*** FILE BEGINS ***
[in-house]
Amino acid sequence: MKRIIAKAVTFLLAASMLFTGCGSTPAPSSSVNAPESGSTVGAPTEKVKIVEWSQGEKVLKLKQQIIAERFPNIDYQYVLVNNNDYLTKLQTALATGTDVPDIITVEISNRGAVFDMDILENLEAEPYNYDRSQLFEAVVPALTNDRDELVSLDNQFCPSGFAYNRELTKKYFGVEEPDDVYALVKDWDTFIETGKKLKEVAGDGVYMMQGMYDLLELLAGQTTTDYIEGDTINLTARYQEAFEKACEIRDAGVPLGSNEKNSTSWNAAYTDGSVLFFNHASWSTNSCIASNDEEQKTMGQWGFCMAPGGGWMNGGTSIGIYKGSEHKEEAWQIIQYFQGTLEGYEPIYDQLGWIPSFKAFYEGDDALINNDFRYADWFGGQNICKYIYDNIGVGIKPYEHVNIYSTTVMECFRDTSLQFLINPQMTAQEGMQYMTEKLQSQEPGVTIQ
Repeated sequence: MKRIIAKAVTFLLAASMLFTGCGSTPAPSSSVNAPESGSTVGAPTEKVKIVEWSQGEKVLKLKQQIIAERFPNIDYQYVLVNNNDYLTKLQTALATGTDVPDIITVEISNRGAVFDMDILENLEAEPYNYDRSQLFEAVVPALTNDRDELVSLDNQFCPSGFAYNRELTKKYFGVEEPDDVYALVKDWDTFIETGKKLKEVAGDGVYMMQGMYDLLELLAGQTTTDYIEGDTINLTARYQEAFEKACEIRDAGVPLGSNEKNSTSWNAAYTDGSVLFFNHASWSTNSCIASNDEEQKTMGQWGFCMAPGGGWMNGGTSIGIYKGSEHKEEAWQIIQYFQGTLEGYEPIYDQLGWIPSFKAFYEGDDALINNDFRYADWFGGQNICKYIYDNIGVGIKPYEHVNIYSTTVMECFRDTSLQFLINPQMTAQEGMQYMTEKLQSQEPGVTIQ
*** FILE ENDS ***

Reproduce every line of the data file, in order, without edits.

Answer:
[in-house]
Amino acid sequence: MKRIIAKAVTFLLAASMLFTGCGSTPAPSSSVNAPESGSTVGAPTEKVKIVEWSQGEKVLKLKQQIIAERFPNIDYQYVLVNNNDYLTKLQTALATGTDVPDIITVEISNRGAVFDMDILENLEAEPYNYDRSQLFEAVVPALTNDRDELVSLDNQFCPSGFAYNRELTKKYFGVEEPDDVYALVKDWDTFIETGKKLKEVAGDGVYMMQGMYDLLELLAGQTTTDYIEGDTINLTARYQEAFEKACEIRDAGVPLGSNEKNSTSWNAAYTDGSVLFFNHASWSTNSCIASNDEEQKTMGQWGFCMAPGGGWMNGGTSIGIYKGSEHKEEAWQIIQYFQGTLEGYEPIYDQLGWIPSFKAFYEGDDALINNDFRYADWFGGQNICKYIYDNIGVGIKPYEHVNIYSTTVMECFRDTSLQFLINPQMTAQEGMQYMTEKLQSQEPGVTIQ
Repeated sequence: MKRIIAKAVTFLLAASMLFTGCGSTPAPSSSVNAPESGSTVGAPTEKVKIVEWSQGEKVLKLKQQIIAERFPNIDYQYVLVNNNDYLTKLQTALATGTDVPDIITVEISNRGAVFDMDILENLEAEPYNYDRSQLFEAVVPALTNDRDELVSLDNQFCPSGFAYNRELTKKYFGVEEPDDVYALVKDWDTFIETGKKLKEVAGDGVYMMQGMYDLLELLAGQTTTDYIEGDTINLTARYQEAFEKACEIRDAGVPLGSNEKNSTSWNAAYTDGSVLFFNHASWSTNSCIASNDEEQKTMGQWGFCMAPGGGWMNGGTSIGIYKGSEHKEEAWQIIQYFQGTLEGYEPIYDQLGWIPSFKAFYEGDDALINNDFRYADWFGGQNICKYIYDNIGVGIKPYEHVNIYSTTVMECFRDTSLQFLINPQMTAQEGMQYMTEKLQSQEPGVTIQ